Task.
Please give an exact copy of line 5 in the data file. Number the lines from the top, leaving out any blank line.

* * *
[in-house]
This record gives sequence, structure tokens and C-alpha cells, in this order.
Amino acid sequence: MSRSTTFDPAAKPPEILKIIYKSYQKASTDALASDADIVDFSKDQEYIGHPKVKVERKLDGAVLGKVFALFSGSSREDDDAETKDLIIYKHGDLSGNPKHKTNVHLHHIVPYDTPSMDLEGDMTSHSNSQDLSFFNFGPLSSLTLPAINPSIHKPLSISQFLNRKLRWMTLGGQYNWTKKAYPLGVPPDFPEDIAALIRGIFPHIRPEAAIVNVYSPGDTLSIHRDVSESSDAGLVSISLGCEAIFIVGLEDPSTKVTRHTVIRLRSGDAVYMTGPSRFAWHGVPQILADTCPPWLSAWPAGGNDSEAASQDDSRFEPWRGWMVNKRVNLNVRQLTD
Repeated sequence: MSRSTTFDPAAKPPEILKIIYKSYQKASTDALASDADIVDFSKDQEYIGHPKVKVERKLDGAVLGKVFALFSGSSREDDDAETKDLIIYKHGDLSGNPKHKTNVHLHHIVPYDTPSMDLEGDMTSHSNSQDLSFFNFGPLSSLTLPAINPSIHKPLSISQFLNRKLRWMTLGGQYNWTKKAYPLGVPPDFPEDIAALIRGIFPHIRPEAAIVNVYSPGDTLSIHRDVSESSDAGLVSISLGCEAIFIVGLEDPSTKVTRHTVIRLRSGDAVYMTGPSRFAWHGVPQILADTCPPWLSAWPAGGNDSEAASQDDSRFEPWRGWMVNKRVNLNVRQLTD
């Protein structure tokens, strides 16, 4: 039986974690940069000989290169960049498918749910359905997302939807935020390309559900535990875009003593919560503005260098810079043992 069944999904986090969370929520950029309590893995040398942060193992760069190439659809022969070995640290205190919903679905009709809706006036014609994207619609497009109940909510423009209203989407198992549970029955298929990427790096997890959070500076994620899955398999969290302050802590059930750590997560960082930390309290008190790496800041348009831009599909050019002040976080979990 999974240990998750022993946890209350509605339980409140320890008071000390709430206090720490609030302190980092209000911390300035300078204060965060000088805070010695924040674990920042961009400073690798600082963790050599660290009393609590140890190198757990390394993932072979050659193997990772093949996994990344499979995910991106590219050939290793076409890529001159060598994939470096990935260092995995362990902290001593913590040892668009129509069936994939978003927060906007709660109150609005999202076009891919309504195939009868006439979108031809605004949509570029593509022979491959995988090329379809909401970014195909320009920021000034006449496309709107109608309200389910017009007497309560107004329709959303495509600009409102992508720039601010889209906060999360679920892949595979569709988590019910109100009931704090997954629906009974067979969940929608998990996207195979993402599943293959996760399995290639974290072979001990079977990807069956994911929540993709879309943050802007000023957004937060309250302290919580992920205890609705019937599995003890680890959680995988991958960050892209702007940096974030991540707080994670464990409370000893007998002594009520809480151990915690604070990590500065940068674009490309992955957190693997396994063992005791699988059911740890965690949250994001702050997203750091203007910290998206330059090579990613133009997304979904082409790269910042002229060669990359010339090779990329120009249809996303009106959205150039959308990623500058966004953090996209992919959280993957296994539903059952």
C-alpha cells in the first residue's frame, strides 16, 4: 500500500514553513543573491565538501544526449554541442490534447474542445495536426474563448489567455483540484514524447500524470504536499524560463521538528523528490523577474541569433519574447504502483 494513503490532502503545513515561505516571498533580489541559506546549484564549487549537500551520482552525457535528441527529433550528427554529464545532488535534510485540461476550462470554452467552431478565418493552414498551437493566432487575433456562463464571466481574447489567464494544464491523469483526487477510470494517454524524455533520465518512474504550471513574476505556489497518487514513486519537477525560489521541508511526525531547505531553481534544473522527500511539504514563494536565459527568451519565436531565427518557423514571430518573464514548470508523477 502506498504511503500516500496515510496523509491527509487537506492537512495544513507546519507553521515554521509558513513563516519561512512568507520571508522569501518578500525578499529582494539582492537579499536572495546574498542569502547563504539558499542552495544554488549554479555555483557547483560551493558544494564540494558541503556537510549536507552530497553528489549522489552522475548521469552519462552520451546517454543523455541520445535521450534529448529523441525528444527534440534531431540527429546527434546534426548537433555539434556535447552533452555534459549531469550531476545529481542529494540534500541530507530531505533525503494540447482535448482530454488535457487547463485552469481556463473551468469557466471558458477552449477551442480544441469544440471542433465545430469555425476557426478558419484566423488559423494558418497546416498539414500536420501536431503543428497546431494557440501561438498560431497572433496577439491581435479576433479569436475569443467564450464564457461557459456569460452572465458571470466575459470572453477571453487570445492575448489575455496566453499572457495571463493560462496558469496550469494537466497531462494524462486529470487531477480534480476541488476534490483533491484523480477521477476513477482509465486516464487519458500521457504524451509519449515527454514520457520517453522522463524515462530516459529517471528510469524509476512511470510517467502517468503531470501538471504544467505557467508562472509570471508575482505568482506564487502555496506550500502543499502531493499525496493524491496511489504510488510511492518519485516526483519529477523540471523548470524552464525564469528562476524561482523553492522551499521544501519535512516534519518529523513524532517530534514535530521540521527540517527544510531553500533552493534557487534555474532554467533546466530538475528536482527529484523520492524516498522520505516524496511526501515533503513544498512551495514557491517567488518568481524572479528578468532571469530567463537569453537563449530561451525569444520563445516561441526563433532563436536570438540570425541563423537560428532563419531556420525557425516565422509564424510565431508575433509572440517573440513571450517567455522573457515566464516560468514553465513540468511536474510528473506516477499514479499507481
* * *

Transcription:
């Protein structure tokens, strides 16, 4: 039986974690940069000989290169960049498918749910359905997302939807935020390309559900535990875009003593919560503005260098810079043992 069944999904986090969370929520950029309590893995040398942060193992760069190439659809022969070995640290205190919903679905009709809706006036014609994207619609497009109940909510423009209203989407198992549970029955298929990427790096997890959070500076994620899955398999969290302050802590059930750590997560960082930390309290008190790496800041348009831009599909050019002040976080979990 999974240990998750022993946890209350509605339980409140320890008071000390709430206090720490609030302190980092209000911390300035300078204060965060000088805070010695924040674990920042961009400073690798600082963790050599660290009393609590140890190198757990390394993932072979050659193997990772093949996994990344499979995910991106590219050939290793076409890529001159060598994939470096990935260092995995362990902290001593913590040892668009129509069936994939978003927060906007709660109150609005999202076009891919309504195939009868006439979108031809605004949509570029593509022979491959995988090329379809909401970014195909320009920021000034006449496309709107109608309200389910017009007497309560107004329709959303495509600009409102992508720039601010889209906060999360679920892949595979569709988590019910109100009931704090997954629906009974067979969940929608998990996207195979993402599943293959996760399995290639974290072979001990079977990807069956994911929540993709879309943050802007000023957004937060309250302290919580992920205890609705019937599995003890680890959680995988991958960050892209702007940096974030991540707080994670464990409370000893007998002594009520809480151990915690604070990590500065940068674009490309992955957190693997396994063992005791699988059911740890965690949250994001702050997203750091203007910290998206330059090579990613133009997304979904082409790269910042002229060669990359010339090779990329120009249809996303009106959205150039959308990623500058966004953090996209992919959280993957296994539903059952």